If you are a system admin or developer then you may often need to run specific tasks automatically without any manual intervention. This is the place where the Cron jobs come into the picture. Cron jobs help in automating such tasks — more specifically, those repetitive tasks.
The Cron software is a job scheduler in Linux operating systems. It allows Linux users to run a specific command or script at a given time and date. Generally, it is used by system administrators to automate backup tasks, directory cleaning, notifications, etc.
The Cron jobs runs in background and continuously checks /etc/crontab, /etc/cron.*/ and /var/spool/cron/ directories for any jobs and execute them at pre-defined interval of time.
In this post, we will show you how to set up a Cron job in Linux.
- A server running Linux operating system.
- A root password is set up on your server.
# Install Cron Package
Before starting, make the sure Cron package is installed in your system. If not installed you can install it using the following command:
apt-get install cron -y
dnf install crontabs -y
After installing the Cron package, start the Cron service and enable it to start at system reboot:
systemctl start cron systemctl enable cron
systemctl start crond systemctl enable crond
# Cron Basic Syntax
The basic syntax of Cron is shown below:
A B C D E USERNAME COMMAND
A brief explanation of each syntax is shown below:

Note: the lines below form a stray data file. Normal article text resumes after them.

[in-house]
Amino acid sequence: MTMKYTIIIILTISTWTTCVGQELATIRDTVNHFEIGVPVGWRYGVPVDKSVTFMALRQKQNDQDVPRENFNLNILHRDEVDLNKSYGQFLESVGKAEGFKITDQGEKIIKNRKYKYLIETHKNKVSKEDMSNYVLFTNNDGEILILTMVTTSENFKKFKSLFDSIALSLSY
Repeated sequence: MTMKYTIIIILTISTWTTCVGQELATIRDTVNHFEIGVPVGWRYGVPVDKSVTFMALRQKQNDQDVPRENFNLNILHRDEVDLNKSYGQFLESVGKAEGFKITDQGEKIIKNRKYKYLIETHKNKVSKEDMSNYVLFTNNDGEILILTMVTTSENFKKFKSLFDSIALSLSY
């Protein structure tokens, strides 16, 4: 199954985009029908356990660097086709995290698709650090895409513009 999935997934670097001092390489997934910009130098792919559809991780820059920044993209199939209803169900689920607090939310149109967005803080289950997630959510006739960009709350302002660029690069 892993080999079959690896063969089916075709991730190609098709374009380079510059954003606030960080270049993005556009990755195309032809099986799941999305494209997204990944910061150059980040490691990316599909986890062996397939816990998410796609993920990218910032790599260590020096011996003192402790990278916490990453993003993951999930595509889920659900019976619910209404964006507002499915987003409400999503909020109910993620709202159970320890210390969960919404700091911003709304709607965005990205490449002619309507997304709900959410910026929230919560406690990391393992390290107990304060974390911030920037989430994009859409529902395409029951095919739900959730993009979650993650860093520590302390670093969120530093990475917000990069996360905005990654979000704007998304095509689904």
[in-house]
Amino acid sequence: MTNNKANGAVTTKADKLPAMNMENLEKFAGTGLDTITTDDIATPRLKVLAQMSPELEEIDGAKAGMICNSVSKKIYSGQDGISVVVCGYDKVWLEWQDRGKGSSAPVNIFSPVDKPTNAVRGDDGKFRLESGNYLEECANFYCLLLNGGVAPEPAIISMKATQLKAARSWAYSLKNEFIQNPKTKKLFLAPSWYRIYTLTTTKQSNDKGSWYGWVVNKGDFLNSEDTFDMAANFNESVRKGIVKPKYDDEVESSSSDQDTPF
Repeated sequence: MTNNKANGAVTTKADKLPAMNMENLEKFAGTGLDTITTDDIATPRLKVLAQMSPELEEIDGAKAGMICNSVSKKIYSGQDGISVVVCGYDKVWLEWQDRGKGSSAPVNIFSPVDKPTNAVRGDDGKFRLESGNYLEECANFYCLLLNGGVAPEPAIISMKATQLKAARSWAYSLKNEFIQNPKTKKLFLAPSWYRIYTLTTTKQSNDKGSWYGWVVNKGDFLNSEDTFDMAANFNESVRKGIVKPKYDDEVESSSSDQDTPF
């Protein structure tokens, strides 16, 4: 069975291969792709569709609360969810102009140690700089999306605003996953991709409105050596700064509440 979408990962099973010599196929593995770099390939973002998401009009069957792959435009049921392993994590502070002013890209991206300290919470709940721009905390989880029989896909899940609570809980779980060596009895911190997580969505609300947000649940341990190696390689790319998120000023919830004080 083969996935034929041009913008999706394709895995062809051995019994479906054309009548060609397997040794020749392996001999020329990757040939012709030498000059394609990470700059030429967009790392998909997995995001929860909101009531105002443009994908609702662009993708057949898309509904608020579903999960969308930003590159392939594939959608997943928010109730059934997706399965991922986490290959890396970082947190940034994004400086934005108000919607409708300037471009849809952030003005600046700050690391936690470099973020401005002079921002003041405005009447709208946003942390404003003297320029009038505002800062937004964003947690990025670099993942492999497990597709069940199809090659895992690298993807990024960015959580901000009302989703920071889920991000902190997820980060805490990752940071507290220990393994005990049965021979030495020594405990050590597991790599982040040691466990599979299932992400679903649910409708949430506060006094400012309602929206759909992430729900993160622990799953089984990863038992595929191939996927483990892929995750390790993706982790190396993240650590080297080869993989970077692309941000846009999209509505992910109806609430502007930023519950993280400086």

- A - Minutes range from 0 to 59
- B - Hours range from 0 to 23
- C - Days range from 0 to 31
- D - Months range from 0 to 12
- E - Days of the week range from 0 to 7
- USERNAME - User that run the Cron job
- COMMAND - Command that you want to execute
# How to Set Up a Cron Jobs
In this section, we will show you how to set a cron job with example.
You can create a Cron job by editing /etc/crontab file. Run the following command to edit the crontab file:
This will open a nano or vim editor in your terminal. You can add your Cron jobs here.
To set up a cron that runs every 5 minutes, add the following line:
*/5 * * * * root /path/of/command
To set up a cron that runs at 6 p.m. every day, add the following line:
0 18 * * * root /path/of/command
To set up a cron that runs at the 15th minute of every 2nd and 9th hour, add the following line:
15 2,9 * * * root /path/of/command
To set up a cron that runs at every hour, add the following line:
0 * * * * root /path/of/command
To set up a cron that runs the command every Tuesday, Wednesday, and Thursday at 4:00 AM.
0 4 * * 2-4 root /path/of/command
To set up a cron that runs every Monday at 1 a.m., add the following line:
0 1 * * */MON root /path/of/command
To set up a cron that runs on the first day of every month and Sundays at 12 a.m., add the following line:
0 0 1 * 0 root /path/of/command
You can also use the following strings in the crontab file to set up your jobs quickly.
- @hourly: Run once every hour.
- @midnight: Run once every day.
- @daily: same as midnight.
- @weekly: Run once every week.
- @monthly: Run once every month.
- @yearly: Run once every year.
- @reboot: Run once at every startup
# Manage Cron Jobs
To list all Cron jobs, run the following command:
To list other user's Cron jobs, run the following command:
crontab -u username -l
To delete all Cron jobs, run the following command:
To delete a Cron job for a specific user, run the following command:
crontab -r -u username
To edit the specific user's Cron jobs, run the following command:
crontab -u username -e
In the above guide, you learned how to set up a Cron job on Linux. Cron is a simple and powerful utility that helps you to reduce the burden of many tasks associated with system administration. You can now automate many tasks with Cron.